Russian Olive can grow in dense shrubs that out-compete other native species. Although the berries provide food for birds, this invasive species reduces biodiversity.
Russian Olive (Elaeagnus angustifolia) grows as shrubs to small trees and are covered with thin silvery leaves, which are alternate along the stem. It has yellow flowers in the spring and forms yellow-green fruit.
Young seedlings can be pulled manually, but once they are larger the cut stumps must be painted with Glyphosate in order to kill the plants. Foliar spray and herbicides applied to the base of the trunk can also be an effective method of controlling this invasive species.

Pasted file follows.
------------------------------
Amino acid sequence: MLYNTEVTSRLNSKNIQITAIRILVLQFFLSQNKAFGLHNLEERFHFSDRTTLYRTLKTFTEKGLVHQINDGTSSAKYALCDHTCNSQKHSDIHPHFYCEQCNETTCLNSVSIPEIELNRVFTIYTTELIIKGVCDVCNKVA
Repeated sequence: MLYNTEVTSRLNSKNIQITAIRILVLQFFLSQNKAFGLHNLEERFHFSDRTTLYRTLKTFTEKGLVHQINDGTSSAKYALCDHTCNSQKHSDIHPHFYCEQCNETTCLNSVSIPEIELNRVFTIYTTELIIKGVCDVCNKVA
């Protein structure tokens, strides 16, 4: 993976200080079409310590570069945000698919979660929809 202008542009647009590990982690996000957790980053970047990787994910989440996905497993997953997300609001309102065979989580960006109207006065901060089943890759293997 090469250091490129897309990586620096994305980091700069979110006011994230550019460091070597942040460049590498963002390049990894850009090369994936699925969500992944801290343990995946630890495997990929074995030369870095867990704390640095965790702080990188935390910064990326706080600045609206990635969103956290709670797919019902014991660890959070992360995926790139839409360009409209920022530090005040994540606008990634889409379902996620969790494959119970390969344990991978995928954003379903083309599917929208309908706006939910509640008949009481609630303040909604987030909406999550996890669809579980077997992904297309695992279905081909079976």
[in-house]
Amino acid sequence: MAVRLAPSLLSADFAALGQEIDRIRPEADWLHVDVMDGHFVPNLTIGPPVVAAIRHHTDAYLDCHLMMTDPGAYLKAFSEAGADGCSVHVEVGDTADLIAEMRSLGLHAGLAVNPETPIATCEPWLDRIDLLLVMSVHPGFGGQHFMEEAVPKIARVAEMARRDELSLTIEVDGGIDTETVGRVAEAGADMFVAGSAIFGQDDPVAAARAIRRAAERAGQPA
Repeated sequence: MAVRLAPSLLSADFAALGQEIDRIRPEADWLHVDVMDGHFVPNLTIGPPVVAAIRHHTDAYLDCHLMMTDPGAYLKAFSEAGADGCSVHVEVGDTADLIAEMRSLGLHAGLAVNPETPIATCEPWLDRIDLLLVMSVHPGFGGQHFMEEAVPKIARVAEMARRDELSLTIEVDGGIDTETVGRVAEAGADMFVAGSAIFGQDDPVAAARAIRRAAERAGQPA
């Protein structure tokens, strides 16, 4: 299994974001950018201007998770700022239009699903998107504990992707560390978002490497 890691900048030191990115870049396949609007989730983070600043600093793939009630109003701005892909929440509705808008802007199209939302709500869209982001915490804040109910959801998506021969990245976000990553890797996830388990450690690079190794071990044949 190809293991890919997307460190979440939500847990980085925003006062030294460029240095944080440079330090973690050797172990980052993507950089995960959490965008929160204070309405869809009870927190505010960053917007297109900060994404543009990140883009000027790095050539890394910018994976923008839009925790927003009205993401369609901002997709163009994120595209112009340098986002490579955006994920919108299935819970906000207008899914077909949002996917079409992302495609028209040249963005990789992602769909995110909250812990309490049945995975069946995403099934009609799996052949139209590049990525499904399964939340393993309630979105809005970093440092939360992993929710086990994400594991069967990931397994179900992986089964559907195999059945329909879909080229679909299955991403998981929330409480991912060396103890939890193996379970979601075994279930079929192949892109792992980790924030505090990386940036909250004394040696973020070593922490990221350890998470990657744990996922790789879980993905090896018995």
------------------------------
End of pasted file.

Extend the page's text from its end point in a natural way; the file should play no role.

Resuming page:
Once Russian Olive is removed, native plants can be planted that also have berries. These include High-bush Blueberry, Viburnum Nudum (Witherdod), and Winterberry Holly.